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Archive for May, 2010

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Putting violence behind them, Thailand moves forward

Here’s the most recent report from my representatives in Thailand. I was told that the situation in Bangkok has calmed down substantially and life is pretty much back normal. Our Thai representatives have reopened their main office and everyone is back to work as usual.

During the worst of the violence, our office had to close due to its close proximity to the demonstrations and the staff worked out of satellite offices in other locations around the city. Everyone is now back to work and our staff is safe and well.

A few days ago, thousands of volunteers turned up at the demonstration sites around the city and cleaned up the streets to remove all evidence of the protests. My representatives describe an overwhelming sense of relief in that the Thai people appear ready to put these violent demonstrations behind them and move on with their lives.

People from all walks of life participated in the clean up, and judging from the comments of the participants, the people have no intention of allowing a repeat of the past few months. Everyone wants peace.

There are no restrictions or curfews imposed at the airports in Thailand, and all flights are operating. But as usual, all passengers must be in possession of their travel documents to access the airport if curfew hours are put into place by The Centre for the Resolution of Emergency Situation.

We have great faith in Thailand as a destination, and despite the events of the past few months, we are working hard on new programs to Thailand. As soon as these programs are finalized with dates and prices, we will post the new tours and invite our travelers to resume travel to Thailand.

There is hardly a more wonderful destination in the world, and with peace restored, we believe the rush to visit will resume as never before. Stay tuned for details of specials once the new tours are ready. Bookmark the Thailand tag on our blog to stay up to date on the latest information.

A first-hand account of Friendly Planet Travel’s Best of China tour

In case you’d rather read my interview with Ron Beller about his Best of China trip, I’m posting the transcript here. Don’t forget to take a look at his photos too.

Friday’s Friendly Funny

Friendly Planet review: A snapshot of the Best of China tour

It’s nice to have a friend recommend a city, a hotel, and even a restaurant when you’re deciding where to travel. I know it makes me feel more comfortable knowing that someone else has been there and liked it.

Ron with his wife Jan and trusty camera in China 

So when Ron Beller was deciding to travel to China, one of his friends recommended Friendly Planet Travel’s Best of China tour. His friend just returned from the tour and was raving about it. That was enough to sell Ron on the trip.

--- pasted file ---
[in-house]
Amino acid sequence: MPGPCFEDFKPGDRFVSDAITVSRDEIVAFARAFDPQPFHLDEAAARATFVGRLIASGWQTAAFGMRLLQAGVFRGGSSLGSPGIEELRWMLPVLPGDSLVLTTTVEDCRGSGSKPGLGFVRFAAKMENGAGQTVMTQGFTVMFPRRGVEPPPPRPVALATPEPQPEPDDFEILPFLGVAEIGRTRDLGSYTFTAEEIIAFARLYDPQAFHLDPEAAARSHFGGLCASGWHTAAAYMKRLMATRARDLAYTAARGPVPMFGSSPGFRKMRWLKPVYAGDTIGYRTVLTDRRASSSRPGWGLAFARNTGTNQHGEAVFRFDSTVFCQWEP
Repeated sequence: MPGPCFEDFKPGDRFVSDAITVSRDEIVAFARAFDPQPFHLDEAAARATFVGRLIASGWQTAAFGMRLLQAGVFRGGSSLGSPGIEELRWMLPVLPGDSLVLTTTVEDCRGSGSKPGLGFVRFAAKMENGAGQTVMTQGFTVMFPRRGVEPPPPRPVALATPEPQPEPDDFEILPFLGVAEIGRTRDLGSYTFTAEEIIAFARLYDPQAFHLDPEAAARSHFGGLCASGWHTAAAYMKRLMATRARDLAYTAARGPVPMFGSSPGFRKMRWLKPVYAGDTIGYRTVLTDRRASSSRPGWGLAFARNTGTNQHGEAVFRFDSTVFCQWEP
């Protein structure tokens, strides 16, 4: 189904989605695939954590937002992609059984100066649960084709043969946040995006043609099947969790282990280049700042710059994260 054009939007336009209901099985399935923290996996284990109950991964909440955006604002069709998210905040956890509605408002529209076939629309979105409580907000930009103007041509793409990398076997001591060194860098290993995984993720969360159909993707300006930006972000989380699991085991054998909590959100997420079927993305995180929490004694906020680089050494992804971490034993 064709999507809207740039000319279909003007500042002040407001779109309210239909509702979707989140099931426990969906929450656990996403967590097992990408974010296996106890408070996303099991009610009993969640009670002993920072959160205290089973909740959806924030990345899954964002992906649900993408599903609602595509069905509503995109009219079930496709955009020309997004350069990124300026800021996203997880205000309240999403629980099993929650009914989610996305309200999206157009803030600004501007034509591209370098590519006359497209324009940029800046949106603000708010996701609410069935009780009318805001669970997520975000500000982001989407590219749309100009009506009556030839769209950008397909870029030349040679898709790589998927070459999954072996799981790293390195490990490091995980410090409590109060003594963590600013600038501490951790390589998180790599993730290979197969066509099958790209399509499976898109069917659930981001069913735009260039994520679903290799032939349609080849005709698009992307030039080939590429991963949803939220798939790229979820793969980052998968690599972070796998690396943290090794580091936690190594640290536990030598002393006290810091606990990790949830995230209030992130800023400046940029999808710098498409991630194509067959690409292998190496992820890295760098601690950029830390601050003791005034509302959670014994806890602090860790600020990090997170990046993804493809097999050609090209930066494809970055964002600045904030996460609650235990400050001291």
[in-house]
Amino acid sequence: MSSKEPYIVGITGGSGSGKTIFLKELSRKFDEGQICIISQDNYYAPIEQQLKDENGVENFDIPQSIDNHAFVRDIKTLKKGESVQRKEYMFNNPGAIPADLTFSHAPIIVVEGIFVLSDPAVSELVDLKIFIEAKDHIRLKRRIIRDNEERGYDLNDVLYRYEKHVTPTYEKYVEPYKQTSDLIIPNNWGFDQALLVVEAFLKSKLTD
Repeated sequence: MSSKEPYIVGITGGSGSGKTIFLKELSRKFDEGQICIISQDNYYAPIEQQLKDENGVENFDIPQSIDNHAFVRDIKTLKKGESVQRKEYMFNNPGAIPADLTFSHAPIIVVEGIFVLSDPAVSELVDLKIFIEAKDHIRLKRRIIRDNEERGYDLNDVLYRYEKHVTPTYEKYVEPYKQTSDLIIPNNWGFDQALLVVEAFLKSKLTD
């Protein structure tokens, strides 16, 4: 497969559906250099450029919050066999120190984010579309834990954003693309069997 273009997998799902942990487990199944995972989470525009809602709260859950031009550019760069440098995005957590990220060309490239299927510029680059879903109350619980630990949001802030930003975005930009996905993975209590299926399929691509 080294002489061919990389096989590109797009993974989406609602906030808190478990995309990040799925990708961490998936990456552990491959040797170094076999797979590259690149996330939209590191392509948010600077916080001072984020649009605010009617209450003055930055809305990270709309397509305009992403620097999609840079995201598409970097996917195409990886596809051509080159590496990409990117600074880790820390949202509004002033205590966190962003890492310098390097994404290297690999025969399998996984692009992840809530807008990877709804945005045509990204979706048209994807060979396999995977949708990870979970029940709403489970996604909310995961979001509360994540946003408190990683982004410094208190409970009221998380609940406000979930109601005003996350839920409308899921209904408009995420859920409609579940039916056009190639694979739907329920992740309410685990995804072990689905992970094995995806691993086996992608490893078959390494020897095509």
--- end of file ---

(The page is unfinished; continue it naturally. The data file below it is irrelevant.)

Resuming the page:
Ron and his wife Jan booked the tour for October 2009. They had an equally amazing time in China traveling to Shanghai, Yichang, Three Gorges, Guilin, Xi’an, and Beijing.

When he returned, Ron e-mailed us some fantastic photos he took in China. If a picture says a thousand words, these pictures said all that and more.

I had to give him a call to get the stories behind the photos. He told me he was a nature photographer, so he was practically born with a camera in his hand. He was always lagging behind the group trying to capture just a few more photos. He had taken 1,600 by the end of the trip!

We talked about what it was like traveling to China in late October, seeing the 2,200-year-old terra-cotta soliders, the Yangtze River cruise, the camera he used, and more. So if you’re considering traveling to China, listen to my podcast with Ron and then view his photos. He’ll give you a first-hand look into Friendly Planet Travel’s Best of China tour.

Three Egypt tours fit for a Pharaoh

There are few places in the world with more mystery and majesty than Egypt. The contrast of ancient treasures and modern marvels is what tempts travelers year after year.

The one conundrum travelers find themselves in is this: With over 46 centuries of history, there’s so much to see and do in Egypt. That’s why we offer more tours to Egypt than any other country. Right now we’re discounting all of them.

But don’t let the prices fool you. You’ll feel like a Pharaoh staying in five-star hotels in the heart of Cairo, and touring the most elaborate pieces of structure built by man.

Here are Friendly Planet’s Egypt tours.

Pyramids and Nile Cruise. Stand in the shadow of the Sphinx and gaze at the pyramids of Giza on this $1,699, nine-day tour. Walk the temples at Luxor and Edfu, visit King Tut’s tomb, old Cairo, and more. Then relax on a luxury excursion down the Nile River on the Tamr Henna for four nights. If you want more, an optional four-day extension to Petra is available.

Pyramids and Petra. On this eight-day, $1,699 tour, embark on an inspired exploration of the pyramids of Egypt, the oldest and only standing Ancient Wonder of the World. Stroll through the world-famous Khan El Khalili bazaars to try your hand at bargaining for unique jewelry and clothing. Then cast your eyes on the remarkable lost city of Petra in Jordan, one of the Seven New Ancient Wonders of the World.

While you’re in the neighborhood, take advantage of the four-day Dead Sea extension. There’s no other place in the world where you can float (without a raft!) in the saltiest and lowest body of water on Earth. Even better, it’s said that the mineral-filled seawater can take years off your skin. ;-)

Treasures of Egypt. And if you want more than a week in Egypt, this 12-day, $2,099 tour will satisfy your appetite. Be mesmerized by Egypt’s sweeping natural beauty on land, then board the M/S Tulip for a seven-night Nile River Cruise. You’ll dock at Edfu, Aswan, Kom Ombo, and more. While at port, wander the world’s greatest open air museum at Luxor and tour Abu Simbel, the site of the Great Temple of Ramses II and one of the most magnificent of all temples in Egypt.

Here’s what’s include in the prices: roundtrip flights from New York (JFK) via EgyptAir, fuel surcharges, arrival and departure transfers, all intra-Egypt flights and group transportation, superior hotels, many meals, comprehensive sightseeing tour programs, English-speaking tour guides, and much more.

To lock in these prices, book the Pyramids and Nile Cruise by June 16, Pyramids and Petra by June 2, and Treasures of Egypt by June 23. I can assure you of one thing. You’ll be itching to return to Egypt after just one visit.

For complete details about the tours, itineraries, and their extensions, visit the website. If you have any lingering questions, write to me directly.

Friday’s Friendly Funny

On paper: Tales of a modern nomad from Matt Kepnes

If the audio sounded a little fuzzy to you on my podcast with Matt Kepnes, it wasn’t your ears. Conducting a phone interview across the Atlantic Ocean is known to cause some connection problems. ;-) Apologies if you were straining your ears, but if you missed any part of the conversation, you can catch the transcript. Hopefully it’ll be easier on your senses.